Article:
11. “In stark contrast to the persistent marketing mindset of the majority Indians, the pure and simple personality of most Ladakhis was refreshingly pleasant”.

    Raja – I did not find this offensive. It’s the truth. As Craig said this doesn’t apply to all Indians, but I would say it applies to the majority unfortunately. Craig’s observation is the same that other Indian permaculturalists also say.

    Thanks for changing the other sentence Craig.

  12. Thank you so much Craig. A beautiful, moving article and one worthy of very deep reflection. Even though many of us are doing our bit permaculture-wise, it is still hard at times to come to grips with the allure and incidiousness of the Western “civilised” model of economic progress and development. It seems to have a trance inducing, magnetic pull that somehow manages to block out the truth or reality from the perception of most human beings.

    Thanks again.

  13. Unlike someone, I believe just the revolution will bring us a necessary change. Nobody ever succeeded in educating the starving crowd. The will to educate is not stronger than a need to eat.
    Jaro:)

  14. Wonderful article Craig, and stunning photography!

    Having been in those regions (Mustang too) and worked in grassroots aid projects, I feel and can still smell what you describe….

    Readers may want to see a short video about a project dealing with these after effects in the poorest valleys of the Nepal Himalaya. FYI, the Gateway to Mustang is pictured in the second opening shot:

    http://www.exploringbliss.com/2010/12/reflections-on-project-himalaya/

    Cheers,
    Fraser

  15. Hi Craig,

    An excellent article that must also have been hard to write. I’ve travelled to Nepal and India in the late 90’s and I concur with your opinion.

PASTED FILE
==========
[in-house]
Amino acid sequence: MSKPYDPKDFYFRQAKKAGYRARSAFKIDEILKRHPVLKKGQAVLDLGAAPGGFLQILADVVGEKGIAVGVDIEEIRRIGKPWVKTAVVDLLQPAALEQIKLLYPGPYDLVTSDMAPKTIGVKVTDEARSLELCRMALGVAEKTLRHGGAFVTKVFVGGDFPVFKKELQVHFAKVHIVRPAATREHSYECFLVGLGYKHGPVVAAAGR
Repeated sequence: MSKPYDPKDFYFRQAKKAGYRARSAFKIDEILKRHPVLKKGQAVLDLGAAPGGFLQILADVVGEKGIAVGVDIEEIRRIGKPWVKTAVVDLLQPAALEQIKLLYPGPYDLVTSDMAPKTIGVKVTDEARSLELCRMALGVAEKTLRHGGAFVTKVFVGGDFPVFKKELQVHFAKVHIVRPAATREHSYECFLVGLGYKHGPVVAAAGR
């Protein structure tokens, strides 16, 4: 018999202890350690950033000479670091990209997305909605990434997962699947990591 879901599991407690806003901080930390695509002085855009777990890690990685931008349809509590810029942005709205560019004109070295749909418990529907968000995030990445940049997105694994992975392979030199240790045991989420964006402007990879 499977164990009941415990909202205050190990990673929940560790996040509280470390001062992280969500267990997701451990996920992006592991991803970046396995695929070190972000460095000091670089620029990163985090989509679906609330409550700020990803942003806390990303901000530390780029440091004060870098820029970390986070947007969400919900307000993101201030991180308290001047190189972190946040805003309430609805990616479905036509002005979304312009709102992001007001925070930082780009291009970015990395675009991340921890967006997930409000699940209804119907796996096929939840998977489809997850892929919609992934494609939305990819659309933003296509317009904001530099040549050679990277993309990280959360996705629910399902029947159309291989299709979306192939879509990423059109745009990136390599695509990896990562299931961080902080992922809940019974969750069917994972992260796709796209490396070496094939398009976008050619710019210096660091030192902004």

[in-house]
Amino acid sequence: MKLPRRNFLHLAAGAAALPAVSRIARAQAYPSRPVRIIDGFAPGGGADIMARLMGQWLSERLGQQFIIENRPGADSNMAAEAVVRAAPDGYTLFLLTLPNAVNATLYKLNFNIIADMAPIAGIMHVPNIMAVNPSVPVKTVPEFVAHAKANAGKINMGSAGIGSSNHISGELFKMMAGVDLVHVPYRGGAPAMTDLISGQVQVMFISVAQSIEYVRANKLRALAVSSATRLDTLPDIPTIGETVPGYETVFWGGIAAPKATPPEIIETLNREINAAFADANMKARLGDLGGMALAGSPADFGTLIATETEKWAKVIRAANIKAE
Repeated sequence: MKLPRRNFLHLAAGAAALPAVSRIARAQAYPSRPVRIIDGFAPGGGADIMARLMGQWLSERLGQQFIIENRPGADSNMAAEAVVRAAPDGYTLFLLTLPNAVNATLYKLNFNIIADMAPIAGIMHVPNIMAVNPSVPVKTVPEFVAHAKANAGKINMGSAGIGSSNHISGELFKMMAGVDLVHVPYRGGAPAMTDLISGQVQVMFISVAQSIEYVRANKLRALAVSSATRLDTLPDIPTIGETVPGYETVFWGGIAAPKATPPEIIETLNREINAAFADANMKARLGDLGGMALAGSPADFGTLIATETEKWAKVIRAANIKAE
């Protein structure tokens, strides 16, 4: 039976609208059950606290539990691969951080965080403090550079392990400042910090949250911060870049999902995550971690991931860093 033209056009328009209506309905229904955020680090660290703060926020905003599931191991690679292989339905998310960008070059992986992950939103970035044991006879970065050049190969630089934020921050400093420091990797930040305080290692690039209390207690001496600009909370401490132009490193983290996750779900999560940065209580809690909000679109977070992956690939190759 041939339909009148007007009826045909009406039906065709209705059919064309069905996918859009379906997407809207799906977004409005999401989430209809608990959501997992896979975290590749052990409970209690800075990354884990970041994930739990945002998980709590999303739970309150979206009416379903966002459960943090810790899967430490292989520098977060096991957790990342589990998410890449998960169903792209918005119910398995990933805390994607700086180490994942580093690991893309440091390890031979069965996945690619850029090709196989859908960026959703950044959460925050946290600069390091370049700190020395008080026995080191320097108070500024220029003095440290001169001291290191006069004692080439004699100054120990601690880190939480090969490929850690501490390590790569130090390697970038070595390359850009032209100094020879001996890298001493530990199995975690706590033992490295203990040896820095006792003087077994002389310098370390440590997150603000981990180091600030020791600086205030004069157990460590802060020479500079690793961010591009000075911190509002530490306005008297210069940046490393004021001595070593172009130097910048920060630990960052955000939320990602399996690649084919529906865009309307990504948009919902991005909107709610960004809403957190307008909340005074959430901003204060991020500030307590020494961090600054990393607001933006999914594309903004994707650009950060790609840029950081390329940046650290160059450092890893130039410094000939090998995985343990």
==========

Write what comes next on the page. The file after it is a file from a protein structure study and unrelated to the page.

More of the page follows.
PS: I purchased the Love over gold LP vinyl album as a very young teenager back in 82 and I loved that song. It was a brilliant bit of music.

    Regards

    Chris

  16. love laddakh & my home town baltistan same culture same people,s.
    but i found one diffrence we are muslim ……any way i missing my home town..love u all my baltistani & ladakhi people,s….

  17. I was in Ladakh earlier this year and was lucky enough to witness ploughing at Spitok and at Yangtang. All the families help each other out – and they were happy to welcome me to butter tea and chapatis at tea break time. One young man in Raybans directed his plough alongside older people in traditional costume.

    But at Yangtang, I was told the family I stayed with had left some fields unploughed this year, as the younger men’s jobs (teachers, I think) didn’t leave them enough time to work the land.

    There’s something remarkable and elegant in the simplicity of the Ladakhi village and its ecology; the willows and poplars grown (and pollarded) for poles and beams, the fruit trees and walnut trees, the fields terraced out of hillside, the water systems that take water from raging torrents, tame it, and divide it out by means of sluices among the fields; the composting toilets (which never smell as disgusting as WCs can in the rest of India) providing fertility. Even the water economy of a Ladakhi kitchen is a joy to see – the boiled water pot for drinking water, the hot water pot always on the stove, and water moved from the tap to the hot water pot, then to the boiled water pot, then to the tea pot… All very organised but very simple.

  18. Well your article again speaks of the ever merry situation of frog in a ‘well’.I don’t deny the responsibility of preserving culture, tradition and overall ecology but change is the only permanent thing in this world although it can be done in a better and more sustainable way no doubt but the patronizing tone of intellectual foreigners is little too much to digest. After all they don’t bear the harsh winter time of ladakh and are observing superficially for a meagre time during their short span of study. You just ask any old lady there don’t they talk about how life was so harsh during the older times when ladakh was the most isolated part. Development will always have a side effect but atleast it gives us opportunity and avenues to look beyond our ‘well’ although sometimes later we might find our own ‘well’ the best….